When researching how to become a stockbroker, you’ll find that having a college degree isn’t required, only recommended.
However, it’ll be harder to get established without one.
Many brokerage houses won’t accept individuals without a degree in either finance, business, accounting or economics.
With some extra education in your background, you’ll look more attractive to potential firms and will have sufficient knowledge of the financial industry.
But when you get down to it, in order to have the ability to sell and buy securities, you need to have a broker’s license. And the Financial Industry Regulatory Authority (FINRA), not a college institution, is the head of all security licensing procedures and provides many of the exams required in this industry. The main exams that you’ll need to focus on in learning how to become a stock broker are the series 7 and 63 exams.
How To Become a Stockbroker
The Series 7 Exam:
This exam is necessary to receive the Series 7 License also known as the general securities representative (GS) license. Once passed, you’ll be able to buy and sell individual securities like stocks, bonds and call and put options.
The Series 7 exam itself has 260 questions (10 of them being pre-test questions that are not counted against your score) which are broken down into two 3-hour sessions. Sponsorship from a FINRA member firm, an exchange or a self-regulatory organization (SRO) is required. So they’ll pay the $305 fee required to take the exam.
The Series 63 Exam:
This exam does not require a sponsor, all you need to do is fill out form U10 and pay the $115 fee associated with this exam. However, you can be sponsored by a member firm if desired. The Uniform Securities Agent Law Examination will, once passed, award you the Series 63 License which allows you to sell securities in a particular state.
This means that you thoroughly understand the Uniform Securities Act and are aware of state laws regarding buying and selling securities. This exam comes from the North American Securities Administrators Association (NASAA) and is administered by FINRA. You have 75 minutes to complete all 60 multiple choice questions.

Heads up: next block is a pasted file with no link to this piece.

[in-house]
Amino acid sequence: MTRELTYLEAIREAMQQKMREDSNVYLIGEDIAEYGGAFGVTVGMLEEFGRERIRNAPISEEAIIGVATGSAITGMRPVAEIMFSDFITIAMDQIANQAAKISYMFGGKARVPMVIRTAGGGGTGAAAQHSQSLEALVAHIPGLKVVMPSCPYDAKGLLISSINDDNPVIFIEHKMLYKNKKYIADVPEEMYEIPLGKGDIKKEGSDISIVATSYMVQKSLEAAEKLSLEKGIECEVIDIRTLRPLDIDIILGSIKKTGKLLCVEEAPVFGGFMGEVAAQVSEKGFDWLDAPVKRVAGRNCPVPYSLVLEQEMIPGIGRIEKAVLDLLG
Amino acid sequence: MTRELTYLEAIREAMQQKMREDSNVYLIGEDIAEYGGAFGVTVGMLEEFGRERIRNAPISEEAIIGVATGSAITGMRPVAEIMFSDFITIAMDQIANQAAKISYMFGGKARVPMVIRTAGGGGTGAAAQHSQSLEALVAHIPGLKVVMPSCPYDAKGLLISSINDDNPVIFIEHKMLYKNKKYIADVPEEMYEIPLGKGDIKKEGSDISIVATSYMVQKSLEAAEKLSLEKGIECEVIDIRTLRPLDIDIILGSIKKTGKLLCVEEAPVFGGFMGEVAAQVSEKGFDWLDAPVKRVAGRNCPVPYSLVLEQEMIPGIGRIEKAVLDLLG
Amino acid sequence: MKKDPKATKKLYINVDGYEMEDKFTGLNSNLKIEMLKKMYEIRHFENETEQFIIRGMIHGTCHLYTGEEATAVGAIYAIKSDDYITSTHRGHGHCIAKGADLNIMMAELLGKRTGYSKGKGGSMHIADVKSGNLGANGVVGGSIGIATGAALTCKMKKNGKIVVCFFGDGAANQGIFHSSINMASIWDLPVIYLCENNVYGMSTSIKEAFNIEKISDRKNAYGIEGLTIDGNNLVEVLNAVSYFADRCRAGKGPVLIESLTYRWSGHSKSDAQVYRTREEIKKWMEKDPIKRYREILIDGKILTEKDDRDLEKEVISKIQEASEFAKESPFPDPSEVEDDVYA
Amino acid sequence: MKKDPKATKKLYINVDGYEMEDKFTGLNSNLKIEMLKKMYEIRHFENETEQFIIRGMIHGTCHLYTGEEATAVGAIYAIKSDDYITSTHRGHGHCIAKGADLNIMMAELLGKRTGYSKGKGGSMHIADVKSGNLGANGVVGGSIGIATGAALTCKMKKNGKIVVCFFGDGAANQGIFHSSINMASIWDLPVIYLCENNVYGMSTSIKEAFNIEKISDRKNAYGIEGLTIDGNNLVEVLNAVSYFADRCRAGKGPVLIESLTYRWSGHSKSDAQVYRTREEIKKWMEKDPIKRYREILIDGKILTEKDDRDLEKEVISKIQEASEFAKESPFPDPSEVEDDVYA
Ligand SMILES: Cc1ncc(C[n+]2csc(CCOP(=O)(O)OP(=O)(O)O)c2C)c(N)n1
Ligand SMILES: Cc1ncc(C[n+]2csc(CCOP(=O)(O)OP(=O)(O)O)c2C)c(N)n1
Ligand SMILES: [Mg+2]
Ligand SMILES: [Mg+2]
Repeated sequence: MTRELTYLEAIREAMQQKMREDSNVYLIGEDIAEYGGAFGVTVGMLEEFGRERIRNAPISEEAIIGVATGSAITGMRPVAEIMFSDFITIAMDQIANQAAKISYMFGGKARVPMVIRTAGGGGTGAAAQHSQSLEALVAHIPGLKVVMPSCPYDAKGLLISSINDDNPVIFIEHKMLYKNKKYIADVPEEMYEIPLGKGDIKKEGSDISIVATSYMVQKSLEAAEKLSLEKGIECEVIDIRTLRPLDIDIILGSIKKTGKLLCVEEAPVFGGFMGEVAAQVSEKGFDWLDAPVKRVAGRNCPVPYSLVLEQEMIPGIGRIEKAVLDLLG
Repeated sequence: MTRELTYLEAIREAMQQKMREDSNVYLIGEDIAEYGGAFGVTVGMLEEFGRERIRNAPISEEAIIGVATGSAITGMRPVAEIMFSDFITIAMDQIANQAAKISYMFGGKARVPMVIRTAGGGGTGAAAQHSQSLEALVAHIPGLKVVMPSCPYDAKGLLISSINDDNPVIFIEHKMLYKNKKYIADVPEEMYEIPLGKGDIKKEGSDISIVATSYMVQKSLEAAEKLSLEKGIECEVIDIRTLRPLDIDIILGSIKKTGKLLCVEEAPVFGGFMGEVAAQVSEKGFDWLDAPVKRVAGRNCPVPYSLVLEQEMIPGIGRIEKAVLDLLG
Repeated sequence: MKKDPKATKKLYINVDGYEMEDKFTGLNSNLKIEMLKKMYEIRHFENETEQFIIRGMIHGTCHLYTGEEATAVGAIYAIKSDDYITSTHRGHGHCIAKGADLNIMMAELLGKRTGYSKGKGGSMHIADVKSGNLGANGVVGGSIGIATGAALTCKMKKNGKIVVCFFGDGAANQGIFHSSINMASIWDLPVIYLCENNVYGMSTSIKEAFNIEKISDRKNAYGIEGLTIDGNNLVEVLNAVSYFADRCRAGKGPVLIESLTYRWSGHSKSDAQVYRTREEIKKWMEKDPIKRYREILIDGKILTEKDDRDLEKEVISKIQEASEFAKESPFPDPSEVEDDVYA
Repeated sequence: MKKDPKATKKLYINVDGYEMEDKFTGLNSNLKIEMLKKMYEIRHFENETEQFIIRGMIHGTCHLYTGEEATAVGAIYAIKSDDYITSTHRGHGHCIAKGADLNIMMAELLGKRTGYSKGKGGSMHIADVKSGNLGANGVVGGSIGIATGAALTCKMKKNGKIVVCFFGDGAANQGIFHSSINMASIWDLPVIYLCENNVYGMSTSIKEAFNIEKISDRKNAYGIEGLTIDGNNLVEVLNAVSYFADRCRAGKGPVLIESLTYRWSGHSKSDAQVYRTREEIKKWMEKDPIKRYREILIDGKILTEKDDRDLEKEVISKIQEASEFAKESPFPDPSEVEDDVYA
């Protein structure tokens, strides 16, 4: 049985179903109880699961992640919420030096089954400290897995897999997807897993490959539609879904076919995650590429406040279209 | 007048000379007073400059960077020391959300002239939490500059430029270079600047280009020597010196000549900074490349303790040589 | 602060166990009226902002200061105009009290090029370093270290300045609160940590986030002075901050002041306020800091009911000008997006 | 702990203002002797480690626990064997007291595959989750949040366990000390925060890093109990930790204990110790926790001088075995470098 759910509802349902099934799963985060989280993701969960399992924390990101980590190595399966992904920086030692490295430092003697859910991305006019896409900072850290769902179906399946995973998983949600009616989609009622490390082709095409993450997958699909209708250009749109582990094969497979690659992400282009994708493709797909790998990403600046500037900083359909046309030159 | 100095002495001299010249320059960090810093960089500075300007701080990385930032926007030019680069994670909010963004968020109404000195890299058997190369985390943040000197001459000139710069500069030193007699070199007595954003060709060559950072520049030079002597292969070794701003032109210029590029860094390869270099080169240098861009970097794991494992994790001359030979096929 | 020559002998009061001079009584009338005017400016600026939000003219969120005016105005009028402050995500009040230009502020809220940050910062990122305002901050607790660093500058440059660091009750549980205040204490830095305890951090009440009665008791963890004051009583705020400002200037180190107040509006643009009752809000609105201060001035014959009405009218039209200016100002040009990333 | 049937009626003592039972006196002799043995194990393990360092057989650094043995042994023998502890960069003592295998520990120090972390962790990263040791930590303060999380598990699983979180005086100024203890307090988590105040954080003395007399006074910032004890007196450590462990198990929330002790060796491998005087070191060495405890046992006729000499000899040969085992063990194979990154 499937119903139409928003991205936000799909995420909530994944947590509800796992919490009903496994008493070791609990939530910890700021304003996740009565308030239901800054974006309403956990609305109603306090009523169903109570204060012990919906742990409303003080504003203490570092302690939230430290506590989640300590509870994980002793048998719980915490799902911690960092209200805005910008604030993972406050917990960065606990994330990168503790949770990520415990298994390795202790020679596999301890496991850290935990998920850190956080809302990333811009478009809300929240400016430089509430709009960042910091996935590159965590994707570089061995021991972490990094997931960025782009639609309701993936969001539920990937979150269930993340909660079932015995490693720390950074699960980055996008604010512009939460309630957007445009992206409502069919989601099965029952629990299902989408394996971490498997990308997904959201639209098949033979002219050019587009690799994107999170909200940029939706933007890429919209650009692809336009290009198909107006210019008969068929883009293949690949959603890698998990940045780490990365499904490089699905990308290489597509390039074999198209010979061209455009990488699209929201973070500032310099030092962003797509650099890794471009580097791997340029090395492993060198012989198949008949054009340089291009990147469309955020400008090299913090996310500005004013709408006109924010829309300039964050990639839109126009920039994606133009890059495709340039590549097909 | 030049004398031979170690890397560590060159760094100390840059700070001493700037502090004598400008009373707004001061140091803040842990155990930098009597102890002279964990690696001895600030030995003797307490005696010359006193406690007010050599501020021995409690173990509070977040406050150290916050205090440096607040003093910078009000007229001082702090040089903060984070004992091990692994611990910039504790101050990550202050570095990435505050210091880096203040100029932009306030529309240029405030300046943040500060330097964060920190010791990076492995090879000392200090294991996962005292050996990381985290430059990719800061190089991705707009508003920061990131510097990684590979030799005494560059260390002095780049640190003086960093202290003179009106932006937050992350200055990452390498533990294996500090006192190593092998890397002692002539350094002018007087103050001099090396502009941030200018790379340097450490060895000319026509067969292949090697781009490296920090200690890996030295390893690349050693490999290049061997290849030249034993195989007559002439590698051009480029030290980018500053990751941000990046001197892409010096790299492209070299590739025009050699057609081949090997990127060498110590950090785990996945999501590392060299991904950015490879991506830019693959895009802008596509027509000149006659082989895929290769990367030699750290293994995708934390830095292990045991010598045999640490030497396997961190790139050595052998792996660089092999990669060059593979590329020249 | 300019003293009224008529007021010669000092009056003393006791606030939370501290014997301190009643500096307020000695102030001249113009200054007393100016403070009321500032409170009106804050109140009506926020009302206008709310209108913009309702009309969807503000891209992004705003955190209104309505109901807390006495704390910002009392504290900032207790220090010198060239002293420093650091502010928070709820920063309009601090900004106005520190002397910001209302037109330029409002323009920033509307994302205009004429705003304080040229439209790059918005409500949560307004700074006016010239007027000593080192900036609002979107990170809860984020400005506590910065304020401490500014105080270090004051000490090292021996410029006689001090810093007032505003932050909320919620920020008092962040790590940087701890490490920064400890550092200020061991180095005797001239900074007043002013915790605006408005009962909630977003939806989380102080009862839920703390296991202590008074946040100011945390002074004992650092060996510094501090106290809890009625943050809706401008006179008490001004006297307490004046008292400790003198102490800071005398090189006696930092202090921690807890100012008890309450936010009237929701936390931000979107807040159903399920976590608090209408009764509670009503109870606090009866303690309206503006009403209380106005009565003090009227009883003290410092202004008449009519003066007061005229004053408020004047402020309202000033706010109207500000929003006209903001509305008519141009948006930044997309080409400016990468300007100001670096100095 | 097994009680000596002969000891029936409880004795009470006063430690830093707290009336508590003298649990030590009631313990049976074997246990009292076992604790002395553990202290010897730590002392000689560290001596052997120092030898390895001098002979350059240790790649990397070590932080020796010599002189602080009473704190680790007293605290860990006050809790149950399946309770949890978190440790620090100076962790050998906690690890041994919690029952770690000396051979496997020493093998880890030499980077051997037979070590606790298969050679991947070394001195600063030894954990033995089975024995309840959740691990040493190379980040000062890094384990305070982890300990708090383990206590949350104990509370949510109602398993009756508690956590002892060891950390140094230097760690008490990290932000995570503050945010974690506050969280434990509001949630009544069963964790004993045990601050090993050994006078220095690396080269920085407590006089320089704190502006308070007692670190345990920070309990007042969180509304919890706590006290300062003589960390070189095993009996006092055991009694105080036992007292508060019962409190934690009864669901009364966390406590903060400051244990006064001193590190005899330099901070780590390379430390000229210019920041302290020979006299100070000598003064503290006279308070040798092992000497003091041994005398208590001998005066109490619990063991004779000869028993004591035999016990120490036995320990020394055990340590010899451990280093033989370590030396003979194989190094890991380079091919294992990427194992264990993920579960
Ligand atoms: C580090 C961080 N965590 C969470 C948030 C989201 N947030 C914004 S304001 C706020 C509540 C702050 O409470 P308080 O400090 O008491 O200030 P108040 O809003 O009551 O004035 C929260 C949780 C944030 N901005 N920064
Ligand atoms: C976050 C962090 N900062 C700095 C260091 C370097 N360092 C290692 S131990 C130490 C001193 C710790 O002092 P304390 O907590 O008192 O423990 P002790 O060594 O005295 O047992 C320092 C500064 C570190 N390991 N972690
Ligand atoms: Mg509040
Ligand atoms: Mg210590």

Keep in mind that some states do not require the Series 63 License. They are as follows:
- District of Columbia
- Puerto Rico
One Important Note:
For FINRA licensing exams, you cannot take these test anywhere. You have to choose an approved testing area which can be found in either of these two websites: PearsonVue.com or Prometric.com.
When Finding A Job, Your Personal Finances Will be Checked
Another important fact to keep in mind in regards to learning how to become a stockbroker is that when you’re applying for a position at a brokerage firm, a credit check will be done to ensure you have adequate financial management skills.
It’s pretty obvious why this is an important detail, in virtually all financial careers, how you manage your money can reflect how you might manage your client’s money.
Furthermore, It’s actually against FINRA regulations not to disclose bankruptcy filings, among other things, on Form U4. They’re so serious about brokers being upfront that If you file for bankruptcy protection, you’ll have 30 days to report that event before being charged a late fee of $100. And every day after that there’s a $25 fee if you continue not to disclose with a max fee of $1,575.
Other more serious offenses like felony criminal convictions and illegal investment activities that fall under the Statutory Disqualification category must be reported within 10 days of an event before a late fee is charged.
You can check for information like bankruptcy filings with FINRA’s BrokerCheck. Bankruptcy filings over 10 years old are removed from the system.
How to Become a Stockbroker – Building Clientele
Another aspect to knowing how to become a stockbroker is generating and maintaining clientele. This is absolutely crucial for a stock broker to be successful. Some would say it is the “bread and butter” of the business. Some very important ways stock brokers build their clientele is initially through networking.
Turning to your family, friends, neighbors and others is a start. Also, building websites/blogs, hosting seminars and cold-calling are other ways stock broker build a client base. Social media can help too.
Once you’ve been established as a stock broker, your success will depend on your ethics, market research ability and professionalism when interacting with clients. Also, always strive to learn more about your profession as this will make your more valuable to your clients and the firm you are working under.